Women rescued from slavery count their losses

Anuradha Nagaraj and Roli Srivastava –
Five months into her pregnancy, Soniya was still carrying heavy sacks up steps at the rice mill in south India where she was forced to work to pay off a family debt. By the time she was rescued, her baby had died.
Soniya spent four years in debt bondage, the most prevalent form of slavery in India, to pay off a family loan of Rs 50,000 ($725).
Like many women in her situation, she had no access to healthcare. Her rescuers said she appeared malnourished, frail and on the point of collapse, had her hands wrapped around her stomach and refused to speak. “Health checks are not mandated after a rescue, but the lost expression in her eyes suggested that something was amiss,” said Megraj Kasim, the local officer in charge of rescue and rehabilitation of bonded workers.
“We rushed her to a hospital, but it was too late,” he told the Thomson Reuters Foundation from Vellore district in the southern state of Tamil Nadu.
A series of rescues this year have highlighted the plight of the hundreds of pregnant and lactating women working in brick kilns, rice mills and on farms across India, often to pay off debts they did not incur. “The women are silenced into submission by threats, which is why their trauma is often unheard,” said Helen Barnabas, a counsellor with the International Justice Mission, an anti-trafficking charity.
“In almost every rescue, there is at least one pregnant woman or one nursing a newborn, who have been denied medical access, forced to work and gone through trauma that they are rarely able to articulate. The cruelty is unimaginable.” India’s labour ministry did not respond to emails or calls on the issue.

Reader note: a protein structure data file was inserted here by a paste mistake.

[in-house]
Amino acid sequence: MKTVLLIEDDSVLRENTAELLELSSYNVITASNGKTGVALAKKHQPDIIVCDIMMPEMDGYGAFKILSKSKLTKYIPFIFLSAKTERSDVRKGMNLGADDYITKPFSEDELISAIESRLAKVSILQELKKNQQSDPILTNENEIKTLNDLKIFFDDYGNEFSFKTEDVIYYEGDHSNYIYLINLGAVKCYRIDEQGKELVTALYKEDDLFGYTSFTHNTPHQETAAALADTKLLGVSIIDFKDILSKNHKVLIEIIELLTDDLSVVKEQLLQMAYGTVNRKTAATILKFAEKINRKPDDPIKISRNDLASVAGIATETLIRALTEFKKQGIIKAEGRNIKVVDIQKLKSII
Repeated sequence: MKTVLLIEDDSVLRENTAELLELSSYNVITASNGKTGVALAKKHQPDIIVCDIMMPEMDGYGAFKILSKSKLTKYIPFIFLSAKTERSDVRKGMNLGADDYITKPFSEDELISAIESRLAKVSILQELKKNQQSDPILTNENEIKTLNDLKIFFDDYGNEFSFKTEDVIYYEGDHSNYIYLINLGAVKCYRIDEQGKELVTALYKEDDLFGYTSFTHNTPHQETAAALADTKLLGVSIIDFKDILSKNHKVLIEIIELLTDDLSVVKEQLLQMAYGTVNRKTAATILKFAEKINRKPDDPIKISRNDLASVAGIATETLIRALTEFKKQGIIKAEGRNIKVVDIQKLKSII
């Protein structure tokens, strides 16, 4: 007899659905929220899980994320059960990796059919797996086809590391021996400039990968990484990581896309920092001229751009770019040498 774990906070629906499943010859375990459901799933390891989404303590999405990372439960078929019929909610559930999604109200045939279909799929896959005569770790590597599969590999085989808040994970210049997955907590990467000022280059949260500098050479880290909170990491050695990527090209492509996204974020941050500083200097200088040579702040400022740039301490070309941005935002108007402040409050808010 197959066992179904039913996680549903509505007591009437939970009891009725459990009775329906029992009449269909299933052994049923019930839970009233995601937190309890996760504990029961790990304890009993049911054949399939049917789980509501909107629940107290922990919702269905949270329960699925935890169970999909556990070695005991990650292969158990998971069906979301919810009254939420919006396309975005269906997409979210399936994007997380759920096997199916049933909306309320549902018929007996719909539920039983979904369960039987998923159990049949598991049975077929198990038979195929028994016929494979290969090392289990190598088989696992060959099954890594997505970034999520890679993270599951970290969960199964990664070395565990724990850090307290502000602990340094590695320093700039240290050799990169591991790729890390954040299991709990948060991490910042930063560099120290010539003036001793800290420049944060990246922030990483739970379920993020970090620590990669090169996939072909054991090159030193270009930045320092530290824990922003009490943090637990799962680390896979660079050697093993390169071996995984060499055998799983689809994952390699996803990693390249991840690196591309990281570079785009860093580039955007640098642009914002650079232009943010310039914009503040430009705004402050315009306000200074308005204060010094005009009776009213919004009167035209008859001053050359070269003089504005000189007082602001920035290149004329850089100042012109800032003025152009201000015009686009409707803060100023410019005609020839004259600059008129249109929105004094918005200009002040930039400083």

India identified more than 135,000 bonded workers in its 2011 census despite banning the practice in 1976.
It says more than 300,000 people have been pulled out of slavery since 1976 and has committed to rescue and rehabilitate more than 10 million bonded labourers by 2030.
Kasim said the testimonies of women who had lost their children were the toughest to record, but gave the “true picture of the extent of exploitation”. “The women don’t speak easily and we work very hard on gaining their trust,” he said.
“But when they trust you enough to speak, their accounts are heartbreaking. Even the toughest officials are moved by their suffering, especially if they lose a child.” Kasim has now mandated health checks in all rescues in his region, a move the Tamil Nadu government is looking to enforce across the state in the future. Barnabas said women from tribal areas were often told to treat themselves like their grandmothers did using traditional herbs, depriving them of access to modern medicine. — Thomson Reuters Foundation